First off, we have the open differential, as discussed in our opening paragraph. This is essentially an iron or steel case with two (sometimes four) pinion gears, two side gears, and of course, the ring and pinion gearset. This sounds great in theory, and probably works quite well on a car with low performance on a perfect section of road. But start putting some power to the rear wheels or drive through less than perfect traction situations like wet roads, snow, or mud, and you get the "one-wheel-peel." Why? It's quite simple really. When you have an open differential and one wheel has the smallest amount of traction loss (slippage), the open differential sends all of the incoming power to the slipping wheel because it has no way of enacting force on the non-slipping wheel. This prevents the car from ever getting or regaining traction. Adding a limited slip, locker, or spool, will solve this problem and each one has its specific way of solving said problem.
A limited-slip style of differential is the most commonly known upgrade that combats the effects of tire spin with an open differential. Ford has called its version the Equa-Lok, and later the Traction-Lok. Both use a combination of alternating steel and friction clutch plates, like in an automatic transmission, under spring tension. The spring helps "lock" the axles together for traction to both wheels by exerting pressure on the clutch discs, but the alternating clutch plates allow sufficient slippage during cornering without noise. This is the system most of us are familiar with, but there are other limited-slip offerings in the aftermarket, many of which use a similar series of clutches and/or springs to provide optimum power to both wheels, while allowing slippage for cornering. The true downfall of a limited slip is the wear induced by the clutches (though a limited slip is usually able to be rebuilt with a "clutch kit") and the fact that, while the traction is split to both rear wheels, slippage can still occur, especially as the clutches wear or the spring(s) loses tension. You can actually overheat a limited slip and burn the clutches and ruin the spring(s). Clutch-based limited slips also require a friction additive to the gear oil, though many gear oils today have the additive properties built in. It's something to remember if your Ford has a limited-slip differential installed.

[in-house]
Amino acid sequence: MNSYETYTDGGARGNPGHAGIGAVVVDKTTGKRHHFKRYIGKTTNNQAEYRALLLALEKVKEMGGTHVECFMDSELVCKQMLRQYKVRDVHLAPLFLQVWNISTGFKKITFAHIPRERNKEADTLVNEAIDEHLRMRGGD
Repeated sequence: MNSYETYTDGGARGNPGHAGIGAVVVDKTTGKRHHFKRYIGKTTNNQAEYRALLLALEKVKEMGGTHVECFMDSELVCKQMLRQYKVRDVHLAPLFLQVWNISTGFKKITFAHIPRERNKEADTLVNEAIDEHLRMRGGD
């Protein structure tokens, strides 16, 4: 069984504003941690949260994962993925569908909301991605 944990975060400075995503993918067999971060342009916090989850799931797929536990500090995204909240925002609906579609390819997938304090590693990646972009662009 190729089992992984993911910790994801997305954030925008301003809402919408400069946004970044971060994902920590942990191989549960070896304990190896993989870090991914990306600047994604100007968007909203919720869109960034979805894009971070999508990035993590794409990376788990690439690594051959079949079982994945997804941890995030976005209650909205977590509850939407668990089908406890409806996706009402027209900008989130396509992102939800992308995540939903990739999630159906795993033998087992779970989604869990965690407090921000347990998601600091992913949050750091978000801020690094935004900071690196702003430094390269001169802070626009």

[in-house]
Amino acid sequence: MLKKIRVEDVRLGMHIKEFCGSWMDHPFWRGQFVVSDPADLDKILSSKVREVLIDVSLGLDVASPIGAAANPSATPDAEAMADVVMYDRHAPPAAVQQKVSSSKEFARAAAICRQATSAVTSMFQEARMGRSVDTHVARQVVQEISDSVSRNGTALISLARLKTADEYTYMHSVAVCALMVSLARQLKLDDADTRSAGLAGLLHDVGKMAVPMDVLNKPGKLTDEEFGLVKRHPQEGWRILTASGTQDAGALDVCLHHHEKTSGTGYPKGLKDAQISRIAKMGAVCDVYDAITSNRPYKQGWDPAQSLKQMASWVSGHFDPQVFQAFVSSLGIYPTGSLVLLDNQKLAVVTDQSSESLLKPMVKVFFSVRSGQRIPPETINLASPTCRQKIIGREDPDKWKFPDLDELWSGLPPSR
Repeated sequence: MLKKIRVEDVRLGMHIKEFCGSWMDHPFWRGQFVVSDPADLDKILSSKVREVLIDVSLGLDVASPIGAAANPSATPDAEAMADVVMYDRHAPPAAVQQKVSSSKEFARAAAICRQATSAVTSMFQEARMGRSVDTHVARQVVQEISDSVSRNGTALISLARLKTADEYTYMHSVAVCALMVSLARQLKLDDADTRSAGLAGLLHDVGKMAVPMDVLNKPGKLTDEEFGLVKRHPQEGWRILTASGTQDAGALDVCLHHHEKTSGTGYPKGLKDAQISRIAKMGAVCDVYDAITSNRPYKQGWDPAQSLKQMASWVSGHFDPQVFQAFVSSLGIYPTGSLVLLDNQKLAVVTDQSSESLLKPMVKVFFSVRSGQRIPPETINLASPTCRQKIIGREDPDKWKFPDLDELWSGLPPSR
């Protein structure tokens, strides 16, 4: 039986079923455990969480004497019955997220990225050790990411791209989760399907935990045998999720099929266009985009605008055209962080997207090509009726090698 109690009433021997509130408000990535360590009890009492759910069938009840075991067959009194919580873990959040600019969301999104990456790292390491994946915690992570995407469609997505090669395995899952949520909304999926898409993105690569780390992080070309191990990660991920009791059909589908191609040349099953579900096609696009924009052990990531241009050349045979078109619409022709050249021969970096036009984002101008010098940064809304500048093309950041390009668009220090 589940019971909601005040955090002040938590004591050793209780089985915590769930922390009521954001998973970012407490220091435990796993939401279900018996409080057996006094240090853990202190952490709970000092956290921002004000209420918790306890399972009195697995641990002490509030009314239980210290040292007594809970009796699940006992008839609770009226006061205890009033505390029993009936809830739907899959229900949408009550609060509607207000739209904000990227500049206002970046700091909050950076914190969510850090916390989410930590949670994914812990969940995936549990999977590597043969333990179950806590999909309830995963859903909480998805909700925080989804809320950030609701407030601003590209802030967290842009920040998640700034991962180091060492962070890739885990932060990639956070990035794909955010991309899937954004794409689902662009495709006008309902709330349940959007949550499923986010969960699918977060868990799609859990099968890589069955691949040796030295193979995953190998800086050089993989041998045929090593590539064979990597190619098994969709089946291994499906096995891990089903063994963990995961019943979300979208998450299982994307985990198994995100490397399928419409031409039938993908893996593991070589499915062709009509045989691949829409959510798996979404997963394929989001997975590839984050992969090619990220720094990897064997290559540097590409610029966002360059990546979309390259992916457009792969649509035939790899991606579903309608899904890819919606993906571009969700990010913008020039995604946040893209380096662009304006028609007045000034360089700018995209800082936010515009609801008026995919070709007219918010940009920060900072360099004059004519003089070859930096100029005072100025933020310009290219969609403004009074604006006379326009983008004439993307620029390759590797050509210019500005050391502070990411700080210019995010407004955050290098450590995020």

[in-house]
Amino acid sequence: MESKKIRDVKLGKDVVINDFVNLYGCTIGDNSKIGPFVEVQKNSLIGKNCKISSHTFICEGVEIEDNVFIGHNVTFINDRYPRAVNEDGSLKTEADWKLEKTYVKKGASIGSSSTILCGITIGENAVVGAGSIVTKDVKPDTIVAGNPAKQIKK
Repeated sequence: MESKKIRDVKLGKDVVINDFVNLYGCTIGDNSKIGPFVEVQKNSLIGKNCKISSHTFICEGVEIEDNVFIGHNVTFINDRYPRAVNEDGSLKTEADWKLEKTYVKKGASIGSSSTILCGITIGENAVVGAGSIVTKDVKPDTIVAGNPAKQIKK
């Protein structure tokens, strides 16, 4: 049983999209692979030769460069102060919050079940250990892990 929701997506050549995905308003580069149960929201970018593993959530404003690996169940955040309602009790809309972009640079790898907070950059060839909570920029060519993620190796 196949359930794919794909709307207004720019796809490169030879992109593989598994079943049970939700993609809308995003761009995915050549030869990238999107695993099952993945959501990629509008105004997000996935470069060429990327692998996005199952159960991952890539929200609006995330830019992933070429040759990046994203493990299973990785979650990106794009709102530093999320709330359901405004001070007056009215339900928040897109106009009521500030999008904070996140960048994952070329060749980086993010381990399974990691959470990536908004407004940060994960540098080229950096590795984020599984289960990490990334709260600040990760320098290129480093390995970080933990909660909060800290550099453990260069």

Next up we have the lockers, with the Detroit Locker being one of the more common one Fordophiles may have heard bandied about in car magazines and web forums. A locker, for lack of a better description, locks the two rear wheels together, but still allows for differentiation in turns. The differentiation occurs when the inside wheel and outside wheel speeds are different and the axles overcome a preload spring (or springs) and allow the locker to unlock. A locker does direct engine power to the wheel with the most traction, unlike an open or limited-slip style of differential, but lockers are notoriously noisy and that can turn some people away. They have a tendency to ratchet or "click" while turning and sometimes their disengagement to allow differentiation at low speeds sounds like you're breaking parts back there!